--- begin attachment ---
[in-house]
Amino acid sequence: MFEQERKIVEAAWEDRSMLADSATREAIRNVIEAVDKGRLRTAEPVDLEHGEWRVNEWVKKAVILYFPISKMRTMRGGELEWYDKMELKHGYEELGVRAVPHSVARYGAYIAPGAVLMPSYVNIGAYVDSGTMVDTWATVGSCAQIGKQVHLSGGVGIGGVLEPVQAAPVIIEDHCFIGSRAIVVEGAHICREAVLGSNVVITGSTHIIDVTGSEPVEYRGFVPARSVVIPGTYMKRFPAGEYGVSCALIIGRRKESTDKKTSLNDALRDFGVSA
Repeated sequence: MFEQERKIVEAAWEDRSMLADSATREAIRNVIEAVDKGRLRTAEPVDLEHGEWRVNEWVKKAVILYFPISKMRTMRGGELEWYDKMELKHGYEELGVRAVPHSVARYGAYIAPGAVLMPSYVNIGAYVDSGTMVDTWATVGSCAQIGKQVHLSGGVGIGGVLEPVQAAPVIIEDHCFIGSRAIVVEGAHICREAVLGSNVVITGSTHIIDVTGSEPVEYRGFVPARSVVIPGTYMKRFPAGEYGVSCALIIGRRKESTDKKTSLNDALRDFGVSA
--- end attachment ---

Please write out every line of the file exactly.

[in-house]
Amino acid sequence: MFEQERKIVEAAWEDRSMLADSATREAIRNVIEAVDKGRLRTAEPVDLEHGEWRVNEWVKKAVILYFPISKMRTMRGGELEWYDKMELKHGYEELGVRAVPHSVARYGAYIAPGAVLMPSYVNIGAYVDSGTMVDTWATVGSCAQIGKQVHLSGGVGIGGVLEPVQAAPVIIEDHCFIGSRAIVVEGAHICREAVLGSNVVITGSTHIIDVTGSEPVEYRGFVPARSVVIPGTYMKRFPAGEYGVSCALIIGRRKESTDKKTSLNDALRDFGVSA
Repeated sequence: MFEQERKIVEAAWEDRSMLADSATREAIRNVIEAVDKGRLRTAEPVDLEHGEWRVNEWVKKAVILYFPISKMRTMRGGELEWYDKMELKHGYEELGVRAVPHSVARYGAYIAPGAVLMPSYVNIGAYVDSGTMVDTWATVGSCAQIGKQVHLSGGVGIGGVLEPVQAAPVIIEDHCFIGSRAIVVEGAHICREAVLGSNVVITGSTHIIDVTGSEPVEYRGFVPARSVVIPGTYMKRFPAGEYGVSCALIIGRRKESTDKKTSLNDALRDFGVSA